Analysis of Leper In A Separate Peace by John Knowles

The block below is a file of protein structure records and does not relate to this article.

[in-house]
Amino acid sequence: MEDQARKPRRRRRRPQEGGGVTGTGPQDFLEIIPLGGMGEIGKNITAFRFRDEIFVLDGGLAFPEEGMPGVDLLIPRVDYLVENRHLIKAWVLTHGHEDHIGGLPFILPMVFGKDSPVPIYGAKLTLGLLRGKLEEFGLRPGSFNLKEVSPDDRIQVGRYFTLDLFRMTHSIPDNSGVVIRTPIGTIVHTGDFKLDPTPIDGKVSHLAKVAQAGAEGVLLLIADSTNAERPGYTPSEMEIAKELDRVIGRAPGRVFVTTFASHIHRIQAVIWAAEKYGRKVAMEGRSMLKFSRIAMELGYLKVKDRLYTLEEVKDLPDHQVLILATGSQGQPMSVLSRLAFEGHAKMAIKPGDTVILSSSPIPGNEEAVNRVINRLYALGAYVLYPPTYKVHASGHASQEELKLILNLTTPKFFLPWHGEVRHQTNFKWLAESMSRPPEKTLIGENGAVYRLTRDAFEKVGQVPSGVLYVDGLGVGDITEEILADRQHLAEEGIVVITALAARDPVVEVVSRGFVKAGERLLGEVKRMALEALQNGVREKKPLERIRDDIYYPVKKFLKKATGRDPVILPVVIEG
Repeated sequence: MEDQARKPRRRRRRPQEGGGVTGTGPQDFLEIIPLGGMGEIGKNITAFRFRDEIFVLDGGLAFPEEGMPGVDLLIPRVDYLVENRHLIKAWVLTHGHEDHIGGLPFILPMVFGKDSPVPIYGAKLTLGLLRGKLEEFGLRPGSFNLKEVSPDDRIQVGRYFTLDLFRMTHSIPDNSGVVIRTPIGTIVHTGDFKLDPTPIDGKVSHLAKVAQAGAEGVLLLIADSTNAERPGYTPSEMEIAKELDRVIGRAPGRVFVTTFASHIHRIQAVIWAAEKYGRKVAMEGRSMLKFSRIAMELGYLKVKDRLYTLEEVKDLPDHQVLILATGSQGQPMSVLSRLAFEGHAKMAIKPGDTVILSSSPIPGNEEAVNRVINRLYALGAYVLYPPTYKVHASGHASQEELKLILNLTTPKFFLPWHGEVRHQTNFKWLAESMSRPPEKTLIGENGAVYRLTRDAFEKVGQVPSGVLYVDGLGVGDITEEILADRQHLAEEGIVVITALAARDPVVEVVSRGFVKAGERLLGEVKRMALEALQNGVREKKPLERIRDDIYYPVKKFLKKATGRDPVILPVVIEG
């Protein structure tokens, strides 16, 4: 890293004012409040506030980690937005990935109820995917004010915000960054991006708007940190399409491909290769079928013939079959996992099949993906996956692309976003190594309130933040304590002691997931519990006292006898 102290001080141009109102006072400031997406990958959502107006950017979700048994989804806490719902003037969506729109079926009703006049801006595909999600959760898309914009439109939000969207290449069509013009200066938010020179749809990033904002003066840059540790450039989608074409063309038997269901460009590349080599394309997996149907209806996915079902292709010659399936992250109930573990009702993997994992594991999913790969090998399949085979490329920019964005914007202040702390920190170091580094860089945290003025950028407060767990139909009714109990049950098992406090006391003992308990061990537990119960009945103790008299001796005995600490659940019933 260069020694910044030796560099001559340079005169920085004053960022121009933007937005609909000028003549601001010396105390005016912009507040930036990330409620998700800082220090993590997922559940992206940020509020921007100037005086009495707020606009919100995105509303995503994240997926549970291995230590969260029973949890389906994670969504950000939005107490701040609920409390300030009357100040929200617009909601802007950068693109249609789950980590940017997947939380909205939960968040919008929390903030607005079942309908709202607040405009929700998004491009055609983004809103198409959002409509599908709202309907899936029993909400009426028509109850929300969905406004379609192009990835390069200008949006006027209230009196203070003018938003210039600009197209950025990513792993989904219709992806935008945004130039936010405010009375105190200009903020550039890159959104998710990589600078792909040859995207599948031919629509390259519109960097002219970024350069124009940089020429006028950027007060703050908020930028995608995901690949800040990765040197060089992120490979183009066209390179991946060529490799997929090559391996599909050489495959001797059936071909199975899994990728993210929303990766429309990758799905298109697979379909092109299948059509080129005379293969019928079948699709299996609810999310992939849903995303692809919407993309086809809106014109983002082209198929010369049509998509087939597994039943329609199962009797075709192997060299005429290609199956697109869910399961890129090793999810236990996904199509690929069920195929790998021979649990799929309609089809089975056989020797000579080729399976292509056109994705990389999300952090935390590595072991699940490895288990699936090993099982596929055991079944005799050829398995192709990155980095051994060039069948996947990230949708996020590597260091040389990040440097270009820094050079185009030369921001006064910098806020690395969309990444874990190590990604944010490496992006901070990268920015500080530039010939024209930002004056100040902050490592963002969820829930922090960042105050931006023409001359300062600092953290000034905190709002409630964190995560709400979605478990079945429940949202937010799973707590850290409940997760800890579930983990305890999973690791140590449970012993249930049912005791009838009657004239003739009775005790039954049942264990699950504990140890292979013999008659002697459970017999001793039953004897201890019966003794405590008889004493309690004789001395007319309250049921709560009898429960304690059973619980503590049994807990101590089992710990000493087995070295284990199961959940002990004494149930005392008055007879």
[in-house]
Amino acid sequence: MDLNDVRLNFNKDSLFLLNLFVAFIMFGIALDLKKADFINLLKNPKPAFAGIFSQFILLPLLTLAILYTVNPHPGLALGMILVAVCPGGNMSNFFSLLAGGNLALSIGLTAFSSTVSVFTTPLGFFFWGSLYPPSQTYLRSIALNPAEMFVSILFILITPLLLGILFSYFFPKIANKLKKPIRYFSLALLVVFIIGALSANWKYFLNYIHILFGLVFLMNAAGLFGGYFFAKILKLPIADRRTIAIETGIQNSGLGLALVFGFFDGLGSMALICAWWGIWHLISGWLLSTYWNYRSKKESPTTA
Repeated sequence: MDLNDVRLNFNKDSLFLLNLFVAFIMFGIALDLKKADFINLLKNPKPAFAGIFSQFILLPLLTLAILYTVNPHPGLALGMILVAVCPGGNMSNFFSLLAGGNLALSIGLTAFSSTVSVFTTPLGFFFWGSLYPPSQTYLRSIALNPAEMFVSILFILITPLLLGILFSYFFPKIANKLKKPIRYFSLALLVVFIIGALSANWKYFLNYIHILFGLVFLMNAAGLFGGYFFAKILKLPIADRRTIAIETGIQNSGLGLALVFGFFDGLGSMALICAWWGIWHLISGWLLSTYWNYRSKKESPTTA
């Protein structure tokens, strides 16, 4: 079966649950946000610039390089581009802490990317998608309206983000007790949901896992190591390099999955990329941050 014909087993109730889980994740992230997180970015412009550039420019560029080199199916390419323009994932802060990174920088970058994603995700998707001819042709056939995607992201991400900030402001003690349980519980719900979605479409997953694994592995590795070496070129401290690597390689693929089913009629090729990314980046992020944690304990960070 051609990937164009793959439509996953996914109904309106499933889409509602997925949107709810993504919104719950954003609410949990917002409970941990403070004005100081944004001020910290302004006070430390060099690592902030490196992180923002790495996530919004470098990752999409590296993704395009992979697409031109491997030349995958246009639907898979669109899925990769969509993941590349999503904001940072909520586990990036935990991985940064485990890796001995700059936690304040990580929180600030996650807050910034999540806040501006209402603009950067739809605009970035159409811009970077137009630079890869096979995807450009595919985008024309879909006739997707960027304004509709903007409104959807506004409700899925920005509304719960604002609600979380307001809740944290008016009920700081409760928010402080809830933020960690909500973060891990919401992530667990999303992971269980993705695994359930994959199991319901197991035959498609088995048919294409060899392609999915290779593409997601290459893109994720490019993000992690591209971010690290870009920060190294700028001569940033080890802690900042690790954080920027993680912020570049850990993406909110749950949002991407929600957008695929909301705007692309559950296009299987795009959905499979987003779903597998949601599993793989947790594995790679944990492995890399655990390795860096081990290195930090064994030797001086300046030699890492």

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"Truth: the most deadly weapon ever discovered by humanity. Capable of destroying entire perceptual sets, cultures, and realities. Outlawed by all governments everywhere. Possession is normally punishable by death." John Gilmore's perception of truth portrays a view extremely relative to the novel, A Separate Peace, by John Knowles. Knowles creates a theme of veracity in animus within the novel and supports it through the unique character traits of Leper. First and foremost, Knowles characterizes Leper as a vulnerable outsider through his actions, words, and character as a whole. As opposed to other characters within the novel such as Chet Douglass and Bobby Zane, Leper often "[does not] argue or refuse. He [does not] back away. He [becomes] inanimate" when a situation demands his input (Knowles 17). The surface of this characterization may leave one with the impression that Leper's defensive mind, or lack thereof, creates a disadvantage for him. However, Leper's attribute works in his favor, as well. Leper's ability to remain as a part of the situation, but refrain from letting his own opinion be exposed allows him to examine the characteristics of the other characters in the novel. Consequently, as Leper studies his peers, he notices they struggle against a "hard fight to win... [to avoid] making fun of [Leper]" because of his way of carrying himself in a different manner than the others (Knowles 96). Leper's tendency to appear as an outsider creates temptation for the other boys to make fun of him, and thus displays the characteristics in which Leper becomes aware of. The boys’ want to tease and demean Leper is apparent to him and exposes the truth in which Leper reveals to be the enmity, which the boys possess. Knowles' cha... ... middle of paper ... ... manner. Therefore, Leper contributes to the theme of veracity directly by using his honest and truthful characteristic to make the boys’ hostile way of life apparent to not only the reader, but the boys themselves. On the whole, Knowles not only constructs Leper with common characteristics, but makes him utilize his attributes in such a way that affects the novel severely. Leper's few appearances in the novel are vital and play an extreme role in the theme. Leper is characterized as an outsider with a genuine mindset and honest nature and these attributes affect the truth in animosity by allowing the truth to become apparent to the characters themselves. Works Cited Knowles, John. A Separate Peace. New York: Scribner, 1959. “Truth, Honesty, and Lies Quotes.” Tentmaker. N.p., n.d. Web. 30 Oct. 2011. http://www.tentmaker.org/Quotes/truthquotes.htm>.

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